Truman Medical Center officials say a proposed cut to certain Missouri Medicaid reimbursements would be disastrous for their bottom line.
The proposed rule would cut reimbursements to hospitals that don't participate in the state's three privatized managed care plans.
The companies that run those plans now are required to pay out-of-network hospitals what they used to get under the traditional Medicaid program, in which the state paid hospitals directly based on services rendered.
Under the proposed change, which would go into effect July 1, hospitals would get only 90 percent of the traditional Medicaid rate when they treat patients covered by a managed care company they haven't contracted with.
According to the Missouri Hospital Association, all Missouri hospitals have contracts with at least one of the managed care companies and all but 12 contract with all three.
But Truman Medical Center is one of the 12 and chief financial officer Allen Johnson said his organization couldn't absorb the 10 percent reduction. Truman is Jackson County's safety net hospital and 55 percent of its revenue comes from Medicaid, which in Missouri is called MO HealthNet.
“Financially, I think this would be a disaster for Truman,” Johnson said during a public meeting Tuesday on the proposal.
The Missouri Department of Social Services hosted the meeting in Jefferson City. One hospital representative after another opposed the measure and the quick timeline for implementation.
Department spokeswoman Heather Dolce said the state had been discussing the change since early in the year. The intent, she said, is to get more hospitals to participate in all of the privatized managed care plans.
"The health plans and providers may still negotiate reimbursement arrangements under managed care," Dolce said.
But officials from several hospitals, including Children's Mercy Hospital and the Kansas City-based HCA Midwest chain, said the change would affect even those hospitals that already contract with the managed care companies because it would give the companies more leverage when it's time to renegotiate those contracts.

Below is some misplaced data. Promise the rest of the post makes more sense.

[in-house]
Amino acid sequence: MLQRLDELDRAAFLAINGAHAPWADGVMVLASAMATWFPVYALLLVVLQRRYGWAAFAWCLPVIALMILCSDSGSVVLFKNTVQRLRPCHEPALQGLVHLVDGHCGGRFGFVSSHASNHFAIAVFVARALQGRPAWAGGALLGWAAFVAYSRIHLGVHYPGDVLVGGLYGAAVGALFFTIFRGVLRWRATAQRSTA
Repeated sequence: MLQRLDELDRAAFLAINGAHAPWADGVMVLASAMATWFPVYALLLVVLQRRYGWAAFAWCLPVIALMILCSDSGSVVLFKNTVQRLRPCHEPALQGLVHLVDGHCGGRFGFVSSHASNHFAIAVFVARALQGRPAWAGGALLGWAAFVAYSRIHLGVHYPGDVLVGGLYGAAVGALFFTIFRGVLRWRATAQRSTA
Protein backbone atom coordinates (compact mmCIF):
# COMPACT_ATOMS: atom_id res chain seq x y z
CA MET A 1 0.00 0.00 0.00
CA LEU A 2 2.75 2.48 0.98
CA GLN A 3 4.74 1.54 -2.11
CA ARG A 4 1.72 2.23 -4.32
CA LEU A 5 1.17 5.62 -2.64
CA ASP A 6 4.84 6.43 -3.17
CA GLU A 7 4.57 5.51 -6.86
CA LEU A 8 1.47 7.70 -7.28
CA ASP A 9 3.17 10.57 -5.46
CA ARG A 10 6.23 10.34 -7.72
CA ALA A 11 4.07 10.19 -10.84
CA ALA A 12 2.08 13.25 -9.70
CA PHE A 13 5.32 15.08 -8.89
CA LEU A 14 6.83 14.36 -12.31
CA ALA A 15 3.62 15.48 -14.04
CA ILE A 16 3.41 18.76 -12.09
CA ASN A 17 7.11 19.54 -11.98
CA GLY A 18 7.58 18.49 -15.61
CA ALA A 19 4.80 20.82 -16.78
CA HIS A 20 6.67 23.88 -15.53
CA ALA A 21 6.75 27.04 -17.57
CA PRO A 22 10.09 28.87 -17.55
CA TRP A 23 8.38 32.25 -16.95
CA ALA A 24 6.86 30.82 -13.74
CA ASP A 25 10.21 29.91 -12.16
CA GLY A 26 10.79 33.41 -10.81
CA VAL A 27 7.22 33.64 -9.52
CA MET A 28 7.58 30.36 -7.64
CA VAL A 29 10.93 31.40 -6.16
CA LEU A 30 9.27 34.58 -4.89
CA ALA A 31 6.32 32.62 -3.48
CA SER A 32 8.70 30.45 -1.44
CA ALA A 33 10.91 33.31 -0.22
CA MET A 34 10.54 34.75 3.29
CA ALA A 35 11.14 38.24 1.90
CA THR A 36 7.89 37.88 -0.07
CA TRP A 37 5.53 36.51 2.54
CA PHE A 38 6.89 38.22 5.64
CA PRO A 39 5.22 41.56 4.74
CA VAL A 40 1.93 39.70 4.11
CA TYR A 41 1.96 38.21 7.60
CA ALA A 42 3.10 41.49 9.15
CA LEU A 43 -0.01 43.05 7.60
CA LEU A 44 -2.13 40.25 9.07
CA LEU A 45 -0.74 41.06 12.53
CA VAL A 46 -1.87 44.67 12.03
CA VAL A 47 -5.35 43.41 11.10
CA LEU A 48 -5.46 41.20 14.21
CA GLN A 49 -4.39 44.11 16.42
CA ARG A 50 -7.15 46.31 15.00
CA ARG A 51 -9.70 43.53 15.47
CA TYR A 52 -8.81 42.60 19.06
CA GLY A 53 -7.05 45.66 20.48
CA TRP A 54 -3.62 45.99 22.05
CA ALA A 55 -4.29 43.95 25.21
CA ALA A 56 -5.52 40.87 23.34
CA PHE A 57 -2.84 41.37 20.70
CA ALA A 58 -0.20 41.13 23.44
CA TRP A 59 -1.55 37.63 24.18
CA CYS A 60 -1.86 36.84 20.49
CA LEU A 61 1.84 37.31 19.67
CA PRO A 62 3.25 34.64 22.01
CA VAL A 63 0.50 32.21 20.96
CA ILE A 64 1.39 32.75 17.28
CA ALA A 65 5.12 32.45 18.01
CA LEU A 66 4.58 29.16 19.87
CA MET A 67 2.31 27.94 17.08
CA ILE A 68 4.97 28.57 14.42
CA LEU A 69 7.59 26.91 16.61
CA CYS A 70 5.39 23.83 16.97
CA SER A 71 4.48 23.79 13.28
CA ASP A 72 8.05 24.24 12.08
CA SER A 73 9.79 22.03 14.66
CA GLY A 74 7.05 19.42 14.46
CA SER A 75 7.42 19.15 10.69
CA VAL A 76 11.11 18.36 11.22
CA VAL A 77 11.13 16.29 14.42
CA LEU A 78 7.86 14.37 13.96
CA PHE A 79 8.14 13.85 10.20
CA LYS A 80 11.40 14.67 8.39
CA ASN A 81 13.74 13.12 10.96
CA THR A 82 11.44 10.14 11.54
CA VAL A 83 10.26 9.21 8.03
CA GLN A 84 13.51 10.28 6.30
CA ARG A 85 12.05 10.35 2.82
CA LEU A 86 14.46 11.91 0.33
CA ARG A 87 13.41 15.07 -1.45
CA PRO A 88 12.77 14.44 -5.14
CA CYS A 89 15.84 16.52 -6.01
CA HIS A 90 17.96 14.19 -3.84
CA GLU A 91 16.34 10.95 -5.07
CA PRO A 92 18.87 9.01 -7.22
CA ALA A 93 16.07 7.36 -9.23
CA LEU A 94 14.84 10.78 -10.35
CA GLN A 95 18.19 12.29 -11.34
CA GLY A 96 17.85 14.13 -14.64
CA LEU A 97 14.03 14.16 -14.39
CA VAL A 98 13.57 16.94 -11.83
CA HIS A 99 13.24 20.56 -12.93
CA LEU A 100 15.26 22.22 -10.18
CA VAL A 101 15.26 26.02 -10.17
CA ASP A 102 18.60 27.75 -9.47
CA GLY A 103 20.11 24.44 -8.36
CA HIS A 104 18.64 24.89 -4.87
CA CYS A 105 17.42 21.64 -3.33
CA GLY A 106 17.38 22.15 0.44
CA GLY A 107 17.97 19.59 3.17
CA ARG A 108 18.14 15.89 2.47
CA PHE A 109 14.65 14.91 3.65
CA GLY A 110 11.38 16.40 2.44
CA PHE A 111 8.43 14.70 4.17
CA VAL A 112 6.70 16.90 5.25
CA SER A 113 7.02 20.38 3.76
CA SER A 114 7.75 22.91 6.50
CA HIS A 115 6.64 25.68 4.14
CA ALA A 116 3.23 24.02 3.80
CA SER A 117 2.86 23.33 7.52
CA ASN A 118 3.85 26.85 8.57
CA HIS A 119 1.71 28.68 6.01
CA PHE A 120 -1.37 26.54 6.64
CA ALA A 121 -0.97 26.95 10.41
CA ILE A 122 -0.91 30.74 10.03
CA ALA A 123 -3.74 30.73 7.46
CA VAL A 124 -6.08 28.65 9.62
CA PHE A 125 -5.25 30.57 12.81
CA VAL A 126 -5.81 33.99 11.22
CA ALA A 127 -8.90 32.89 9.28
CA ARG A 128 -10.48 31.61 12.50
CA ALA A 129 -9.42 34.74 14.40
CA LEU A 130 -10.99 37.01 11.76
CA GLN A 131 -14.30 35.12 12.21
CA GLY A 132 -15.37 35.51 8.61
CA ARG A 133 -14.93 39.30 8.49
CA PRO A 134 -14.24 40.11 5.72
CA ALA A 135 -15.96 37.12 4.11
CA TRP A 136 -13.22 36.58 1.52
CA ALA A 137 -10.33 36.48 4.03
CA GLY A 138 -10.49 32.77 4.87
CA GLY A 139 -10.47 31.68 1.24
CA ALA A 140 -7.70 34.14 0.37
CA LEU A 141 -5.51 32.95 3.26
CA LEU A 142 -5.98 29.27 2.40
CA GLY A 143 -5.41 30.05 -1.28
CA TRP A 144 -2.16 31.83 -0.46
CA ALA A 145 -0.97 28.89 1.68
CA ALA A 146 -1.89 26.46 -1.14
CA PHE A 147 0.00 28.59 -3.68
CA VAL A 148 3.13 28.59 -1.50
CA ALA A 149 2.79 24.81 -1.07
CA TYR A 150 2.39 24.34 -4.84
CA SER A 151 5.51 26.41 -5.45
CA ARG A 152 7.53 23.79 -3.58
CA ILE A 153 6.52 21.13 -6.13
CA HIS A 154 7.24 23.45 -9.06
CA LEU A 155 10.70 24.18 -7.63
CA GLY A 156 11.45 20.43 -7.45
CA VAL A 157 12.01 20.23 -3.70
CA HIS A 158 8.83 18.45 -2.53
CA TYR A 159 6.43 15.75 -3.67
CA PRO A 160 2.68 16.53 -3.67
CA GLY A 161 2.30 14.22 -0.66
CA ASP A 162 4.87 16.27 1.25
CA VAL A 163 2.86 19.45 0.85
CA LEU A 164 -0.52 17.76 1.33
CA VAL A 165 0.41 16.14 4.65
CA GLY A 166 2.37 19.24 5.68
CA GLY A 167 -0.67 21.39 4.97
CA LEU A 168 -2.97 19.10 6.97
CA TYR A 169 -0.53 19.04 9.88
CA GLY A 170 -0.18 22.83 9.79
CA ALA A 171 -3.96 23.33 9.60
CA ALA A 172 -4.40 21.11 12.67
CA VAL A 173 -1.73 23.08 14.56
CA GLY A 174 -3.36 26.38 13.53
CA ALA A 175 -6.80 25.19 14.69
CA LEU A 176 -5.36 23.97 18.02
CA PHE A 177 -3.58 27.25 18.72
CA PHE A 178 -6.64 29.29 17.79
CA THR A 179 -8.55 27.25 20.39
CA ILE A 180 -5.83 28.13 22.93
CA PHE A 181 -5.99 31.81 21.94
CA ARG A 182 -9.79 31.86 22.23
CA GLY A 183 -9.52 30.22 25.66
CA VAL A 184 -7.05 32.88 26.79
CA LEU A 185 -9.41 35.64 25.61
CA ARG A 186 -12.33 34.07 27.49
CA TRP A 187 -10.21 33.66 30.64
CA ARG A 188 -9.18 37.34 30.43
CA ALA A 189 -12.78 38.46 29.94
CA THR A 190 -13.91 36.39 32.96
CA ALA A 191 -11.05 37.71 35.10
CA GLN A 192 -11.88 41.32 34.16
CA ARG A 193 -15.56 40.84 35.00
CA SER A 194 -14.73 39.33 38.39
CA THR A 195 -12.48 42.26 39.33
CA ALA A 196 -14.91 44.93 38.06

In documents announcing the proposal, the Department of Social Services said it's also intended to "to ensure efficiency, economy, quality of care and access" for Medicaid recipients.
But Tim Van Zandt, the vice president for government and community relations at St. Luke's Health System, said he thought it would just shift money from hospitals to the managed care companies: Home State Health (a division of Centene), Missouri Care (a division of WellCare) and UnitedHealthcare.
“I don’t see anything in terms of the proposed amendment that would impact efficiency, economy, quality of care or access,” Van Zandt said.
The only voice pushing back on the hospitals during Tuesday's meeting belonged to Lou Gianquinto, the president of WellCare's Missouri Care plan. Gianquinto said the proposed regulation is something that other states have done and it would help bring down Medicaid hospital costs.
"Hospital unit cost for Missouri Medicaid managed care is quite simply out of line with the remainder of the industry," Gianquinto said.
He said that as his company and the others save money, those savings eventually will be spun forward to Missouri taxpayers as the state reduces the payment rates that the companies receive.
Hospital officials disagreed both that their costs are out of line and that the state would see any savings.
Van Zandt said he hoped that the state would reconsider but that usually by the time regulations get to the public comment phase, "the outcome has already been predetermined."